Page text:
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Posts Tagged ‘Aphaenogaster’

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Pogonomyrmex maricopa (at left) tussles with an Aphaenogaster albisetosa at the Aphaenogaster nest entrance.

While in Arizona, I chanced upon a set of ant fights that I’d observed several times previously.  Single workers of the maricopa harvester ant Pogonomyrmex maricopa would approach a nest of their competitor, Aphaenogaster long-legged ants, and spend a few minutes drawing heat from the guards before wandering off.

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Same thing, but different individuals (note differences in limb wounds from the previous photo)

The interaction is common enough that it really couldn’t be just a chance encounter.  Are the Pogos doing this for a reason?  Are they distracting the Aphaenogaster from foraging?  And, are there any myrmecology students in Arizona who need a little research project? It’d be great to figure out the purpose of the fights.

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Three on one. Do the Pogos subject themselves to this treatment as a decoy, to draw Aphaenogaster away from shared foraging territory?

photo details (all photos): Canon mp-e 65mm 1-5x macro lens on a Canon EOS 50D
ISO 100, f/13, 1/250 sec, twin flash diffused through tracing paper

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Aphaenogaster cockerelli, Arizona

Aphaenogaster cockerelli, Arizona

Here’s a new study in Current Biology from Adrian Smith, Bert Hoelldobler, and Juergen Liebig:

Abstract: Cheaters are a threat to every society and therefore societies have established rules to punish these individuals in order to stabilize their social system [1–3]. Recent models and observations suggest that enforcement of reproductive altruism (policing) in hymenopteran insect societies is a major force in maintaining high levels of cooperation [4–6]. In order to be able to enforce altruism, reproductive cheaters need to be reliably identified. Strong correlational evidence indicates that cuticular hydrocarbons are the means of identifying cheaters [7–14], but direct proof is still missing. In the ant Aphaenogaster cockerelli, we mimicked reproductive cheaters by applying a synthetic compound typical of fertile individuals on nonreproductive workers. This treatment induced nestmate aggression in colonies where a queen was present. As expected, it failed to do so in colonies without a queen where workers had begun to reproduce. This provides the first direct evidence that cuticular hydrocarbons are the informational basis of policing behaviors, serving a major function in the regulation of reproduction in social insects. We suggest that even though cheaters would gain from suppressing these profiles, they are prevented from doing so through the mechanisms of hydrocarbon biosynthesis and its relation to reproductive physiology. Cheaters are identified through information that is inherently reliable.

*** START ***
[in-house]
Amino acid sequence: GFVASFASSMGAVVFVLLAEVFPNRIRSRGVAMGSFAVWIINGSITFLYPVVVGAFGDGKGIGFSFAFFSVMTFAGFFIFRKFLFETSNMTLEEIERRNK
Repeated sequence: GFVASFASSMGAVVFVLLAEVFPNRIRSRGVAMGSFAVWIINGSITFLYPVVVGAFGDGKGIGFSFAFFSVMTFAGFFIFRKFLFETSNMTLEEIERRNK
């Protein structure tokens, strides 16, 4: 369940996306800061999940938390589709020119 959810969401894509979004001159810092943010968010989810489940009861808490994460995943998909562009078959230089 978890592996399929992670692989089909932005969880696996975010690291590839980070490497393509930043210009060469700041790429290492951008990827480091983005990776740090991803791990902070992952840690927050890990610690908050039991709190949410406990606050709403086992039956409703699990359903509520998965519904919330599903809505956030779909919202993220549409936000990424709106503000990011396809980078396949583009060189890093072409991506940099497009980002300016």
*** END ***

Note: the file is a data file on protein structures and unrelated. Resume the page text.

In less technical language, fertile ants smell different than infertile ants, and when researchers painted the fertility odor on non-reproducing workers, in colonies that already had active queens, the hapless ant was attacked by her sisters.  So colonies have a way to maintain social order that does not rest entirely on the altruism of individuals to forgo reproduction.  They, like us, have police.

Of course, we already knew that ants, bees, and wasps engage in this sort of policing.  What is novel in the Smith et al study is an experimental test of how the worker police recognize the cheaters.  As in much of ant communication, the cue is chemical.

source: Smith, A. A., Hoelldobler, B., Liebig, J. 2009. Cuticular Hydrocarbons Reliably Identify Cheaters and Allow Enforcement of Altruism in a Social Insect. Current Biology 19: 78-81. doi: 10.1016/j.cub.2008.11.059.

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